Random Thoughts of an Unabashed America Lover By Linda Athens, Kingman,, AZ Monday, May 20, 2013
Random Thoughts of Memorial Days
Random Thoughts of Memorial Days
Growing up in Kingman in the 1940s and '50s, Memorial Day was not only a special day in my Mother's family, it was a special month for that's about the length of time she and all the women in her family collected mayo jars and coffee cans to hold flowers.
And then, there were the numerous trips to Sprouse Reitz on 4th and Beale (an entrance on each street) to buy artificial flowers for permanent bouquets if you were short on fresh ones from the garden. They liked artificial. I'm thinking artificial may have been new in the market place so while mostly hideous, my family loved them. To them it was God's answer to the ever present problem of Kingman's wind blowing fresh flowers away. What God hath brought together, let not man put asunder kind of thing, they bought gobs of them. It mattered not that none had flower arranging training – and it showed – or that plastics had a long way to go in the 1940s. It was the thought, after all, and the love with which they did this annual routine.
At sunup Memorial Day morning, everyone in my family and my town met at the cemetery to decorate graves. I remember this as far back as my memory goes.
Mother's family were a quiet bunch and especially so on this morning each year. I like to think they represented most of America. Quiet in the good acts I saw them do throughout my life when no one was looking, sent their sons and brothers off to war when the need arose, rarely missed work, showed up with food and furniture if your house burned.
Actually, on Memorial Day morning, they had a special reverence about them as they gently moved from grave to grave, as if this simple task of putting flowers and flags on the graves of the war dead was of utmost importance to them. They needed to do it annually and they needed to do it right. Make sure a rock was in the bottom of each can to prevent it tipping over. There was something majestic in these simple acts they performed annually.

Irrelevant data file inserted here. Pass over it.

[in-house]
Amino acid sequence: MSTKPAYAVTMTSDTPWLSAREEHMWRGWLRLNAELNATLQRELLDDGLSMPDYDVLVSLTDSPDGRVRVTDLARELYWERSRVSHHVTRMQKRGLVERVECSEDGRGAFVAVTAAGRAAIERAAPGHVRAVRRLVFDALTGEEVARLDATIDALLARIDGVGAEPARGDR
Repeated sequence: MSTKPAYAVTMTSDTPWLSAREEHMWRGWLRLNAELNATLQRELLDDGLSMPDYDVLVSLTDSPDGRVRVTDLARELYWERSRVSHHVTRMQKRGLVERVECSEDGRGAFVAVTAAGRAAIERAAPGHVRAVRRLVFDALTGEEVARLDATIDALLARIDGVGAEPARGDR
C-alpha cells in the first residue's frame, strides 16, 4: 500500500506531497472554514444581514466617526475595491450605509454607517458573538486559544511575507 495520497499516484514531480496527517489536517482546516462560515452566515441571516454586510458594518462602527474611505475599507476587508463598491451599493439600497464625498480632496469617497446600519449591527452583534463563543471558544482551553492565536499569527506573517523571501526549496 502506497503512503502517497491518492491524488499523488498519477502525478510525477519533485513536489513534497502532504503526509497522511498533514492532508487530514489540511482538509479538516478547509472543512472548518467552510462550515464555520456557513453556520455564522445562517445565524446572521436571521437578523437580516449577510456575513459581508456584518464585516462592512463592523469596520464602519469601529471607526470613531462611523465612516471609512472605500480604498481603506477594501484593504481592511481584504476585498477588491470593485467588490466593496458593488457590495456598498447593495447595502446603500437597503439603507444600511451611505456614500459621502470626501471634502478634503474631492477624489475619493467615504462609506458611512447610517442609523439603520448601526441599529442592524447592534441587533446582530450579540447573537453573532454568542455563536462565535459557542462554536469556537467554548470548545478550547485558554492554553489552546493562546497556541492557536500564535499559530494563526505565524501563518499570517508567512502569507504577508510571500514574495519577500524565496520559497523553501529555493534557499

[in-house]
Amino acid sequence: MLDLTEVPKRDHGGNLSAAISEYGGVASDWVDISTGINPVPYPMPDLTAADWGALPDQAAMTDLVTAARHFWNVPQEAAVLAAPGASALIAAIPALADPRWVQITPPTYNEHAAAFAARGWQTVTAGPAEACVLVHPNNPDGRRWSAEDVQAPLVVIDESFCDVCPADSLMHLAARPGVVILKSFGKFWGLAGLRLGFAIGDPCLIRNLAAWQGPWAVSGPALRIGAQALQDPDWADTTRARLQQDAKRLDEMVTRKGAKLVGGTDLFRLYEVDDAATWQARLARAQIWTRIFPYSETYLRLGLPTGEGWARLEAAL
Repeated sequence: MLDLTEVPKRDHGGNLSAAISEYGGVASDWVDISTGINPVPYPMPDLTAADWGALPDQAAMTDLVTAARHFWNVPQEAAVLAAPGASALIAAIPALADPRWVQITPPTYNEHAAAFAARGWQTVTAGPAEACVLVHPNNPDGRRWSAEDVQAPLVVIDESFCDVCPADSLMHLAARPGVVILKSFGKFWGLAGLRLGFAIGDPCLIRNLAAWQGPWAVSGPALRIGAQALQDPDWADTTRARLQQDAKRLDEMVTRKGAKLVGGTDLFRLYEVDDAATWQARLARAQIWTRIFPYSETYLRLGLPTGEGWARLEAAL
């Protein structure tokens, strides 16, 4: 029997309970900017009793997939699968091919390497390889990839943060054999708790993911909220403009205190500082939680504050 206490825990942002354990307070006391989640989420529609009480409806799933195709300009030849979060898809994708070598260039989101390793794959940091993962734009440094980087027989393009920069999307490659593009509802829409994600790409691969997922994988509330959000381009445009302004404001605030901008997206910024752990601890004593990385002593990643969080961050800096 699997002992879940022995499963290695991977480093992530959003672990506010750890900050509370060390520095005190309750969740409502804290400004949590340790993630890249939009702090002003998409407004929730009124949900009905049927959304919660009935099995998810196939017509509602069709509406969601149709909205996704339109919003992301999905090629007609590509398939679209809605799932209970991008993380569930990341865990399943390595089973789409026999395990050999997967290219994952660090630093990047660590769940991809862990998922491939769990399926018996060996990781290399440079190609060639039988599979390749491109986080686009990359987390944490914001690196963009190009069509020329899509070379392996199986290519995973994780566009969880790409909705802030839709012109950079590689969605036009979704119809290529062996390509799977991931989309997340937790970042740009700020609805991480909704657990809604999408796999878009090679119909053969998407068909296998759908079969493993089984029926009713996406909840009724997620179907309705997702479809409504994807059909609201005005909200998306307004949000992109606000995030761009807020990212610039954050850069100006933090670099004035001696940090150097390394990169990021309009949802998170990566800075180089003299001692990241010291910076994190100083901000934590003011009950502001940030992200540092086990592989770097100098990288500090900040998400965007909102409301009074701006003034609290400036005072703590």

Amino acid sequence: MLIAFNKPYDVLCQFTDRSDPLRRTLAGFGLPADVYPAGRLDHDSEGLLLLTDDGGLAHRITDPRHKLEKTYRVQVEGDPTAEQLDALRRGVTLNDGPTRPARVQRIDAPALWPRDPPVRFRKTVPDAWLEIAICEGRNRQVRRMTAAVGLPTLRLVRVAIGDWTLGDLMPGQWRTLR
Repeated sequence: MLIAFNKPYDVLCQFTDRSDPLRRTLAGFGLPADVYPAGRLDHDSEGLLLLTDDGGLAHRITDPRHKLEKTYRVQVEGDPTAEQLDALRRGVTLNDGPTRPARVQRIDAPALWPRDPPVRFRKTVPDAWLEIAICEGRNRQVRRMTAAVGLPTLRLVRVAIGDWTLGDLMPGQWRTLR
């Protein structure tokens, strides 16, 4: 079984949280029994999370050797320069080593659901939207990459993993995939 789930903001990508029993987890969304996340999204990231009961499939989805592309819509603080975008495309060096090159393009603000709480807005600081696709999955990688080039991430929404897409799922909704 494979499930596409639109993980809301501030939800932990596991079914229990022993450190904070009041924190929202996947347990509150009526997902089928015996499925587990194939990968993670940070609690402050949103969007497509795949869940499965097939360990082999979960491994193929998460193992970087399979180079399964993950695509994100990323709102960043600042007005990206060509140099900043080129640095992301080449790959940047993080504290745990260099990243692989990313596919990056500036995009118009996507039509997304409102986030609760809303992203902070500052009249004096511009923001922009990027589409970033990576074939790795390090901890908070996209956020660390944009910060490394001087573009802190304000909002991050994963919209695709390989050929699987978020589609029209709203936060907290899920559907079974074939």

They knew where every grave was. This Memorial Day thing wasn't their first rodeo. I had Uncles that fought in WWII, some barely home actually. They had family that fought in the War to End All Wars. .
When very little, I didn't really understand what was going on, only that something of great import had happened and we were to treat it with great dignity and honor. That never left me.
Memorial Day started because of the Civil War and was called Decoration Day. Many towns claim to have had the first one but I have a special connection.
My great grandparents lived in Chloride because of the Civil War. My grandfather was born in Harpers Ferry, Va., at the advent of the war. The war tore his Virginia family apart so they finally left everything in Virginia and moved to northern Missouri. There my young grandfather met and later married my grandmother and after a stint in Nebraska, they ended up in White Hills and then Chloride where they lived out their lives. Far from war I suppose they thought. Him I only knew about, but her I knew well and loved. She lived to be nearly 97 and never doubted moving to Chloride was a right move in spite of leaving 15 siblings in another part of the country. Most she never saw again.
On a trip to Colorado over one Memorial Day, my husband's grandparents we observed had the same ritual my family did, only they called it Decoration Day. Same saving tins, arriving at the cemetery at dawn. Very reverent. Like thousands of other Americans back then.
As a scout leader in Texas, I took my Den and Brownie scouts to beautiful Ft. Bliss Cemetery on Memorial Day, where one can truly become overwhelmed. Every grave there received a flag by one scout or another.
When I first had grandchildren, I took them on their first Memorial Day trip to put flags on graves of soldiers unknown to us but not to God. The services were beautiful, the 62nd Army band played and the scheduled events were touching. To read the headstones and see the young ages was enough to make you weep.